Album Review: Green Day - 'Father Of All Motherfuckers'

13 February 2020 | 1:29 pm | Alex Sievers
Originally Appeared In

100% pure, uncut, forgettable rock.

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Green Day have been moving away from their much-lauded pop-punk roots ever since 'American Idiot' placed them atop the genre's throne sixteen years ago. They've steadily stayed within the mainstream rock-world, creating inoffensive rock songs for all of the last decade and a bit. A sound approach that now reaches its next logical step with the noisy, messy, loud garage-rock-revival style to that of 'Father Of All Motherfuckers.' (Or just 'Father Of All...' if you're not old enough to say big swears yet or have a major label breathing down the back of your necks.) Green Day's 13th studio album sounds and feels like the kind of rock record that a fake band on a sanitized, Netflix original teenage drama would write and record. Which is fine if you're talking about a T.V. show and a fictional band that doesn't actually exist, but it's a terrible context when it's coming from one of rock and pop-punk's most notable acts.

The ten songs that make up the cursed DNA strands of 'Father Of All Motherfuckers' sound like they could be heard in a forgettable snippet from a car or iPod commercial circa 2005: whistling "woo-aoh" vocal harmonies, forced sing-alongs, guitars punching out jangly distorted three-chord progressions, hand-claps tied to the snare hits, and all. Any sense of grit or edge that this record has is surface-level only. Would an authentic garage rock act have their tours and videos sponsored by Harley Davidson or have GIFs made for their cringe-inducing rainbow unicorn mascot? It's sadly impressive and impressively sad that the trio went from releasing the seminal 'Dookie' to dropping an actual dookie.


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When Against Me!'s Laura Jane Grace once yelled "I was a teenage anarchist, looking for a revolution" on that particular 2010 belter from 'White Crosses,' it felt like a rally cry to any jaded adult who's youthful rebellion and teenage angst fizzled out when scene's died, politics became too convoluted, and the real world came calling. But when 47-year-old Billie Joe Amstrong sings "I was a teenage teenager, full of piss and vinegar. Living like a prisoner for haters" on 'I Was A Teenage Teenager,' it's a horrible, sobering reminder that sometimes the past should stay dead and people should act their age. Outlets like The Guardian may hilariously declare this album to be "apolitical angst with aplomb," yet there's never been a more crucial time in American (and international) politics and affairs to be more outspoken, less apolitical, and to share one's truth in their art. Green Day was seldom ever on par with other political-heavy punk rock bands, like say, Bad Religion, but this record is next level sappy, tired indifference. Covering Joan Jett's take on glam-rock pedophile Gary Glitter's 'Do You Wanna Touch Me? (Oh Yeah)' also doesn't help.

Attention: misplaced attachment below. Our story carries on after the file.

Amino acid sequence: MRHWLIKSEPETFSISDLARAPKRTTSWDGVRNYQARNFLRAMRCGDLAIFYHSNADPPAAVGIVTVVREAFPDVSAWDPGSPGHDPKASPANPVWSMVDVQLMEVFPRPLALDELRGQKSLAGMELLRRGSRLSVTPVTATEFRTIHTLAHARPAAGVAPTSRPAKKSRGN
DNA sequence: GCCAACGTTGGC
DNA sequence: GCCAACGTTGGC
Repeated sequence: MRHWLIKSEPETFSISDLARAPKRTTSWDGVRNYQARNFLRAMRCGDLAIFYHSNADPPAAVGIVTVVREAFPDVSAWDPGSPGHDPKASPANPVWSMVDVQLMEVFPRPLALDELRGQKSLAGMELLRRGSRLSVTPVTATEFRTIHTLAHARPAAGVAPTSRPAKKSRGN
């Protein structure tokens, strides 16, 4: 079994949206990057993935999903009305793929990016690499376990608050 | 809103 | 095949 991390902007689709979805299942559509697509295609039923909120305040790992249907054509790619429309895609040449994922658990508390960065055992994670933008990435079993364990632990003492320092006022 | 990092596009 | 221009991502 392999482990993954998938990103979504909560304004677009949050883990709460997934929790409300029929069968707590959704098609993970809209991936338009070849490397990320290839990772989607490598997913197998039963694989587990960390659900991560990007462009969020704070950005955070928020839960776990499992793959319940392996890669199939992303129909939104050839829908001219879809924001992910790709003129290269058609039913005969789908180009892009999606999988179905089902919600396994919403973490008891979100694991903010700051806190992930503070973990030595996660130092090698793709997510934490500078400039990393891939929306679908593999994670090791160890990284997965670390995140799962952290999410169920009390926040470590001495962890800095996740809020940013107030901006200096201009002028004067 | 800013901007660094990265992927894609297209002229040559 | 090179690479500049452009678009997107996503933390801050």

This album's tone and direction are to convey youth, romance, and of being care-free; of gettin' the girl, being cool, reckless, and rockin' out. You can hear that in each of these ten songs that exude modern pop sheens, old rock'n'roll callbacks, and the honestly decent, falsetto vocal performances that litter this release. Then again, Billie Joe also said that this LP is about the "lifestyle of not giving a fuck." Given the utterly piss-poor musical result before us, perhaps someone, literally anybody, either in the band or on their label/management team, should've cared in the slightest in order to avoid this thing.

There's been some conspiratorial speculation online recently that this new Green Day record is bad on purpose. That it's the band taking the full piss by squirting out a lame, forgettable record in order to finish off their label contract with Warner; that it's them not taking it seriously, as per them recycling the 'American Idiot' art for this album's ugly-ass front cover. (A timely reminder that you could be listening to one of Green Day's biggest and best records as opposed to this latest insipid mess.) Personally, I don't buy that "bad on purpose" take for a second. I think that that's Green Day fans trying to justify how damn far their favourite rock band has fallen in recent times. Because 'Father Of All Motherfuckers' isn't bad by design: it's just fuckin' bad. Period.

Green Day and their management can pay for advertisements that express awful boomer-elitism, such as their controversial "NO FEATURES. NO SWEDISH SONGWRITERS. NO TRAP BEATS. 100% PURE UNCUT ROCK!" ad all they want, but that can't justify the almost-irredeemable 'Father Of All Motherfuckers.' Or maybe, just maybe, Green Day has pulled off the first great ironic troll of the new decade?

Father Of All Motherfuckers

Fire, Ready, Aim

Oh Yeah!

Meet Me On The Roof

I Was A Teenage Teenager

Stab You In The Heart

Sugar Youth

Junkies On A High

Take The Money and Crawl


'Father Of All Motherfuckers' is out now: